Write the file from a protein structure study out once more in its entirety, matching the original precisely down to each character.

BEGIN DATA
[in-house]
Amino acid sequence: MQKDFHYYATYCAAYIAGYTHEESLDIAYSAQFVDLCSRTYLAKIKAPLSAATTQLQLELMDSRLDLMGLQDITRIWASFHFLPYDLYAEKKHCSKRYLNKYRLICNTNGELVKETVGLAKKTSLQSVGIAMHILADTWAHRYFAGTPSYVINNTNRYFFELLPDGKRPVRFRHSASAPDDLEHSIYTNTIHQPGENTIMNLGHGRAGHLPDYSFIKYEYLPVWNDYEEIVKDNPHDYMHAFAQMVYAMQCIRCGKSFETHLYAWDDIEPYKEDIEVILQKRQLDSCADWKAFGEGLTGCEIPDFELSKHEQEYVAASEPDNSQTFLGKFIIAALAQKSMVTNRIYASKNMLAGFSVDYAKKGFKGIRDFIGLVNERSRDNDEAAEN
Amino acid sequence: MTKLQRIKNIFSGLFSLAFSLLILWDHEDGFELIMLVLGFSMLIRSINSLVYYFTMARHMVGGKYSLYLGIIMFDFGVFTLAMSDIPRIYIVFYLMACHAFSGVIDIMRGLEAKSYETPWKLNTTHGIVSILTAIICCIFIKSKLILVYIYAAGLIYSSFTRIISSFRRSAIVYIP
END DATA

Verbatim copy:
[in-house]
Amino acid sequence: MQKDFHYYATYCAAYIAGYTHEESLDIAYSAQFVDLCSRTYLAKIKAPLSAATTQLQLELMDSRLDLMGLQDITRIWASFHFLPYDLYAEKKHCSKRYLNKYRLICNTNGELVKETVGLAKKTSLQSVGIAMHILADTWAHRYFAGTPSYVINNTNRYFFELLPDGKRPVRFRHSASAPDDLEHSIYTNTIHQPGENTIMNLGHGRAGHLPDYSFIKYEYLPVWNDYEEIVKDNPHDYMHAFAQMVYAMQCIRCGKSFETHLYAWDDIEPYKEDIEVILQKRQLDSCADWKAFGEGLTGCEIPDFELSKHEQEYVAASEPDNSQTFLGKFIIAALAQKSMVTNRIYASKNMLAGFSVDYAKKGFKGIRDFIGLVNERSRDNDEAAEN
Amino acid sequence: MTKLQRIKNIFSGLFSLAFSLLILWDHEDGFELIMLVLGFSMLIRSINSLVYYFTMARHMVGGKYSLYLGIIMFDFGVFTLAMSDIPRIYIVFYLMACHAFSGVIDIMRGLEAKSYETPWKLNTTHGIVSILTAIICCIFIKSKLILVYIYAAGLIYSSFTRIISSFRRSAIVYIP